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85-mm divisional gun D-44
85 mm D-44 divisional gun.
Type Field gun
Place of origin Soviet Union
Production history
Designed 1943-1944
Manufacturer Uralmash
Produced 1945-1953
Number built 10,800
Variants D-44N
Chinese Type 56
Weight D-44: 1,725 kg
(3,803 lbs)
SD-44: 2,250 kg
(4,960 lbs)
Length 8.34 metres (27 ft 4 in)
Barrel length 55 calibers
Width 1.78 metres (5 ft 10 in)
Height 1.42 metres (4 ft 8 in)
Crew 8

Caliber 85 mm (3.34 in)
Recoil hydraulic recoil buffer
Carriage split trail
Elevation -7° to 35°
Traverse 54°
Rate of fire up to 20 rounds per minute (burst)
Muzzle velocity 1,030 m/s (3,379 ft/s)
Effective range 1,150 m (1,257 yds) (HVAP-T)
Maximum range 15.65 km (9.72 mi)
Sights OP-2-7 w/5.5X Magnification

The 85-mm divisional gun D-44 (Russian: 85-мм дивизионная пушка Д-44) was a Soviet divisional 85-mm calibre field artillery gun used after World War II. It was designed as the replacement for the 76 mm divisional gun M1942 (ZiS-3). The gun is no longer in front-line service with the Russian Ground Forces, although some 200 of the Chinese Type 56 variant are still in service with the Pakistan Army.[1] Wartime service included use by communist forces during the Vietnam War[2] and by Arab forces during their conflicts with Israel.


The design of the D-44 started in 1943 at the design bureau of No.9 factory "Uralmash" and production began in late 1945. Its GRAU code was 52-P-367.[3] The SD-44 was a 1950s variant with an auxiliary propulsion unit and ammunition box for 10 rounds, with 697 issued to the airborne forces (VDV) from 1954.[4] The D-44N was a 1960s variant with an APN 3-7 infra-red illumination device for night combat. China received D-44's during the Korean War and began manufacturing a copy, the Type 56, in the early 1960s.[5] Finally, the Polish Army has equipped some of their D-44 guns with electrical subsystems in the early 1980s and designated them D-44M and D-44MN.[6]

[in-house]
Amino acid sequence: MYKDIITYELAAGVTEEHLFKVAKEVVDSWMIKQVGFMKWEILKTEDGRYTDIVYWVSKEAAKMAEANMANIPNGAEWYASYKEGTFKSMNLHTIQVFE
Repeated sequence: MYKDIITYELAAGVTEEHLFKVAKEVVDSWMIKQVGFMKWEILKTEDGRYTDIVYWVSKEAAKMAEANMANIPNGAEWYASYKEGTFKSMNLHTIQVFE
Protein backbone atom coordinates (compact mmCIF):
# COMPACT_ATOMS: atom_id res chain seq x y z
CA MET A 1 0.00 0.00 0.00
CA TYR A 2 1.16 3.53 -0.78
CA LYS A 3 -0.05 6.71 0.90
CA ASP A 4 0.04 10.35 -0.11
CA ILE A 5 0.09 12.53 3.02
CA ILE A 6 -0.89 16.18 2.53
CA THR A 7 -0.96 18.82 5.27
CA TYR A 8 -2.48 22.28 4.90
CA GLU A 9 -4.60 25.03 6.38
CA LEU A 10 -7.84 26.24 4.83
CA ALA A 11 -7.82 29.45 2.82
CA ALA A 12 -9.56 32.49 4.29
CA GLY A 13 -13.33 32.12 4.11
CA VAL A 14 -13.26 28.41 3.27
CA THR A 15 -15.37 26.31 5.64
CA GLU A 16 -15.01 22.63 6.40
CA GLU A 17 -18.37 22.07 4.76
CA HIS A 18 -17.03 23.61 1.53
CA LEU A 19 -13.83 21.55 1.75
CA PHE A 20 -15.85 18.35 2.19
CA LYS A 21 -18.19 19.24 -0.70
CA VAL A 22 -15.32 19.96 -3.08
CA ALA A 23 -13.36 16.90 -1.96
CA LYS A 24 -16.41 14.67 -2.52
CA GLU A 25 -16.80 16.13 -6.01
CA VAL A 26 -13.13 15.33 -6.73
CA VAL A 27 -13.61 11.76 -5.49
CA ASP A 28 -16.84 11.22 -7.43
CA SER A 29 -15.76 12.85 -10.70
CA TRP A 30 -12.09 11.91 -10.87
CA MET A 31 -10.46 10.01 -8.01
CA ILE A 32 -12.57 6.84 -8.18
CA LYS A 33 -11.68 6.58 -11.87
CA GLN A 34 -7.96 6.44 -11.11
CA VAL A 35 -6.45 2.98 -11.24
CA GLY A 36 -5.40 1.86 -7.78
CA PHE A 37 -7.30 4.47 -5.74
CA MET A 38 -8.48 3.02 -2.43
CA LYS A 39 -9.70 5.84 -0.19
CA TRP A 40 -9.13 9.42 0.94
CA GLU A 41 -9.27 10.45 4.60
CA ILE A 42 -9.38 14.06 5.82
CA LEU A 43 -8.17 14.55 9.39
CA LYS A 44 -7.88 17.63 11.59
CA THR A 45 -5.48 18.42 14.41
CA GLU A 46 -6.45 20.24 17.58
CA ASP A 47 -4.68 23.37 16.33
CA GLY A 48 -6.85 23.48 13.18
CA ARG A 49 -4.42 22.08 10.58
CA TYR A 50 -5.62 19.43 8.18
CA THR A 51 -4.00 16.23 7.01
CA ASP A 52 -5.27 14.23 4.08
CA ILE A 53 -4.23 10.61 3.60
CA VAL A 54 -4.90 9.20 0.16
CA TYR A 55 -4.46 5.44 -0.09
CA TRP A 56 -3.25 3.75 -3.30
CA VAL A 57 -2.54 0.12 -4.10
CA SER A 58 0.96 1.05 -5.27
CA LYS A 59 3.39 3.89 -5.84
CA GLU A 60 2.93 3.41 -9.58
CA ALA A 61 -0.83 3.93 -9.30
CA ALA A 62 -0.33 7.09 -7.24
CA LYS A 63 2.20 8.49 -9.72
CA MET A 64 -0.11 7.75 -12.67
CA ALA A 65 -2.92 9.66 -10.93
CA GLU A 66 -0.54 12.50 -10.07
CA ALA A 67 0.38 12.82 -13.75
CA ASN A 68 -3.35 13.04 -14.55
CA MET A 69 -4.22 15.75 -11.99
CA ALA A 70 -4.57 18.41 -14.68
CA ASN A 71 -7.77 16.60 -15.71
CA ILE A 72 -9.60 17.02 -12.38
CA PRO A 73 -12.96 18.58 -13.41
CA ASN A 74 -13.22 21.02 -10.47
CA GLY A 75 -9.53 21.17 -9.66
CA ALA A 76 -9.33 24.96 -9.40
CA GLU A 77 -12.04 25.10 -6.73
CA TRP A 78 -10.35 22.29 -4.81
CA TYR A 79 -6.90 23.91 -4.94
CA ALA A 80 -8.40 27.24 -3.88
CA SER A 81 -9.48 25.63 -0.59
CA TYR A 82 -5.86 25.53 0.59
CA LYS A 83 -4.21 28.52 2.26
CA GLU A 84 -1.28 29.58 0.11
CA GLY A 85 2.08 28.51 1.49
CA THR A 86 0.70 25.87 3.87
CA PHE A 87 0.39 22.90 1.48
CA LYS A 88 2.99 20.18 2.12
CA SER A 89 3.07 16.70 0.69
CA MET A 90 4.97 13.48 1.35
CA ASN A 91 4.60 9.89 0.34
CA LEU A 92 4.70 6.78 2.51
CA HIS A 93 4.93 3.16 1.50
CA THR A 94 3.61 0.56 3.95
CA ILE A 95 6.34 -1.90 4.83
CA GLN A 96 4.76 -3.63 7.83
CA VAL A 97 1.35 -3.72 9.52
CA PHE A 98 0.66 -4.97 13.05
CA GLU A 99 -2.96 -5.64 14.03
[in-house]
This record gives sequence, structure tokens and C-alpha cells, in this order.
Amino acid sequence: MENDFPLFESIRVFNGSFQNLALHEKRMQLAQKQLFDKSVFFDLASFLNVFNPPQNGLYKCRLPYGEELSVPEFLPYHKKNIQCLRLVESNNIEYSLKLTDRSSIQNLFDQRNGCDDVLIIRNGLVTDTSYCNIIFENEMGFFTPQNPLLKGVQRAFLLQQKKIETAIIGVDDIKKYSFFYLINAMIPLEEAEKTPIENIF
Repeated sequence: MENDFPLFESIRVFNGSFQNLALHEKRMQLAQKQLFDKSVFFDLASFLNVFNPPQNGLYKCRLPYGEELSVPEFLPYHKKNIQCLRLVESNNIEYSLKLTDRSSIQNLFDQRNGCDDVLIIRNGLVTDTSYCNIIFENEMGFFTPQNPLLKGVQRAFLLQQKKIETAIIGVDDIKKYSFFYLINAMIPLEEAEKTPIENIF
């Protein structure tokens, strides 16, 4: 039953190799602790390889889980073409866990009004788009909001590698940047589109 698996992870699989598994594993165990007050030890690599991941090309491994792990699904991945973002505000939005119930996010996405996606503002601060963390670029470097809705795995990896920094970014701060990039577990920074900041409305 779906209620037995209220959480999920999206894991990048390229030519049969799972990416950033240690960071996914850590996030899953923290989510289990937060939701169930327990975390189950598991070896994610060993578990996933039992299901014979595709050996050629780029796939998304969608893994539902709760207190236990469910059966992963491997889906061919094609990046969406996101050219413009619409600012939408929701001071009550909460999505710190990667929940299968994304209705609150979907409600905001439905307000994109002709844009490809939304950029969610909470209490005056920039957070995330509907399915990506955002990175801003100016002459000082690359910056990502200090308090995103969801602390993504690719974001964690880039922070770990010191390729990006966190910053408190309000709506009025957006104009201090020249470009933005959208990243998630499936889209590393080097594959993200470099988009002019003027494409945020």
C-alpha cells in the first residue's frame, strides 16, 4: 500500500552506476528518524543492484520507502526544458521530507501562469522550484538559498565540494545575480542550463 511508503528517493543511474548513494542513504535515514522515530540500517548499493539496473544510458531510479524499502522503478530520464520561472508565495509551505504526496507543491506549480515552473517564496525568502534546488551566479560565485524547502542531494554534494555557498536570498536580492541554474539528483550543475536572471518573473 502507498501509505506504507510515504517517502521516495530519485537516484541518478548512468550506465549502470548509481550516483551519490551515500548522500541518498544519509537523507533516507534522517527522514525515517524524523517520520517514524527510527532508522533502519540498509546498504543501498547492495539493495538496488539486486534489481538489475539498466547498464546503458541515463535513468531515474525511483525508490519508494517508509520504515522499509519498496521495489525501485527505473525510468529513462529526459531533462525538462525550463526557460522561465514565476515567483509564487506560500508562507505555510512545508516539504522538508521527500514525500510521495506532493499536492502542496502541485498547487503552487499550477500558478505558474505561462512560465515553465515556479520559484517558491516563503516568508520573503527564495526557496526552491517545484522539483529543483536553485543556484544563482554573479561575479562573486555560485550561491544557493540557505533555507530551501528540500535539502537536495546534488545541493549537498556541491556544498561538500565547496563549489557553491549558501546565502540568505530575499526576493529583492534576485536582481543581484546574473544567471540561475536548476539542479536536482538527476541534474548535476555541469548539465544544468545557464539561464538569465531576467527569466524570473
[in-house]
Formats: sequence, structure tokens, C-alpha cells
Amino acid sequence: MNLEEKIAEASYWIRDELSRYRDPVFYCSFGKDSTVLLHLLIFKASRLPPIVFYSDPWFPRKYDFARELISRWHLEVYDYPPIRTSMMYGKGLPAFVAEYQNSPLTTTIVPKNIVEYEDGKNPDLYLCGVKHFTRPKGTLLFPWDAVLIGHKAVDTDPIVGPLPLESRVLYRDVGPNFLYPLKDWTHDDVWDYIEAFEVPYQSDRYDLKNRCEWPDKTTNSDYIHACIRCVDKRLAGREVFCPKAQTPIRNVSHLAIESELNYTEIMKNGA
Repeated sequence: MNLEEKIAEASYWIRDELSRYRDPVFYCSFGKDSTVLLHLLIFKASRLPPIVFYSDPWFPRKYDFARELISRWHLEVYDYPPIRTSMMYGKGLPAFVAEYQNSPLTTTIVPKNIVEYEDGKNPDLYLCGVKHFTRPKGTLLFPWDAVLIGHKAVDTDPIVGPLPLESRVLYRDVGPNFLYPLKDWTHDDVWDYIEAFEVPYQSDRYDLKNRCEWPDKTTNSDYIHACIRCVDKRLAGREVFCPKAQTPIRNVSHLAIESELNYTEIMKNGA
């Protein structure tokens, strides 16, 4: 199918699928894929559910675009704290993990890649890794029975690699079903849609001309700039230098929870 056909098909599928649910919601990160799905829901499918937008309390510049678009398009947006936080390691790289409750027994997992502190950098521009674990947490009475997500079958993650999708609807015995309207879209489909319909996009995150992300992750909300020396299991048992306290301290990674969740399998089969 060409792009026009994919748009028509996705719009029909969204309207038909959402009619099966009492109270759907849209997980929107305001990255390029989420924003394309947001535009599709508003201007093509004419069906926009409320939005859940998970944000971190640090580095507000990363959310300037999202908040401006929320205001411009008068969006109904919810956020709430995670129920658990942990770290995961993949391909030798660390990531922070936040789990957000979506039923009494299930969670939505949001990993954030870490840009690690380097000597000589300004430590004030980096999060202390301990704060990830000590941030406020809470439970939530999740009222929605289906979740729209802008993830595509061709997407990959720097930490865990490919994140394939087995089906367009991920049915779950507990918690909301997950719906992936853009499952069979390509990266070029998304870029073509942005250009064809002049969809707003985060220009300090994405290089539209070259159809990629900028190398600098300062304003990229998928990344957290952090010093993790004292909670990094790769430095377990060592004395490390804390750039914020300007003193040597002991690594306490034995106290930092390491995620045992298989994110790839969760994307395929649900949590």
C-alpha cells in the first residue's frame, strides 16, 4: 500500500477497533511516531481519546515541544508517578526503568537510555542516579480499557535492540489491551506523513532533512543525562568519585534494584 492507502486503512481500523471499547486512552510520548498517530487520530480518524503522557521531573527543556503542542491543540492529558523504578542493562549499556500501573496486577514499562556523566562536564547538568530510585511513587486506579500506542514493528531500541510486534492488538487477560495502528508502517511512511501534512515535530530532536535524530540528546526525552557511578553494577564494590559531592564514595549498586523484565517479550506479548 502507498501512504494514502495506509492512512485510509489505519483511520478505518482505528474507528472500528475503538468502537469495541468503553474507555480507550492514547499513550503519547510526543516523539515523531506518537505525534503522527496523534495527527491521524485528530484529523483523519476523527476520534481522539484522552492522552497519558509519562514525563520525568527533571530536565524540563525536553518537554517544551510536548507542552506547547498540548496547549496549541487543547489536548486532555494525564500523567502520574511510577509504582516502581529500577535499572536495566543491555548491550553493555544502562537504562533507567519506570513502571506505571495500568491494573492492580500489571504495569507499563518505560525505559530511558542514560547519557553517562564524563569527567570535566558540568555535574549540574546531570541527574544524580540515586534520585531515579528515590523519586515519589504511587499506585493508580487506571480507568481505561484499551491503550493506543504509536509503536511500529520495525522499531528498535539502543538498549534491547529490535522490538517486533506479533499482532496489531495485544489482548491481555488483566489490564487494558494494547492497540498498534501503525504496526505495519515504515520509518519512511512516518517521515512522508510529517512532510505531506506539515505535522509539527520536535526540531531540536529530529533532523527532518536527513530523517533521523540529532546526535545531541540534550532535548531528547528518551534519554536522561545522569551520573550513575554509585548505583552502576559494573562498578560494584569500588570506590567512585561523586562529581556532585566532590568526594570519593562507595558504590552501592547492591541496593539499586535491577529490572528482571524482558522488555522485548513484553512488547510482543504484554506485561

The barrel was developed from that of the T-34-85 tank and was capable of firing 20-25 high explosive (HE), armor piercing, and high explosive antitank (HEAT) projectiles per minute. Subcaliber BR-365P HVAP-T (high velocity armor piercing-tracer) projectiles were capable of penetrating 100mm of armor at 1000 meters at a ninety-degree obliquity, and the BR-367P HVAP-T projectile penetrates 180mm of armor under the same conditions.[6] The O-365K HE round weighed 9.5 kg and packed 741 grams of TNT as its bursting charge, while the BK-2M HEAT-FS (fin stabilized) projectile can penetrate 300mm of armor. The HEAT round for the Type 56 has a maximum range of 970 meters and will penetrate 100mm of armor at an angle of 65 degrees.[7]

The gun uses GAZ-AA tires, and is towed by a 2.5t truck[8] or a Ya-12 tractor with the average speed of 20–25 km/h on surfaced roads, and 11 km/h over open terrain, with a maximum towing speed over asphalt roadway of about 55 km/h.[9] The SD-44's auxiliary propulsion unit M-72 of 14 hp can move the gun at road speeds up to 25 km/h.[10]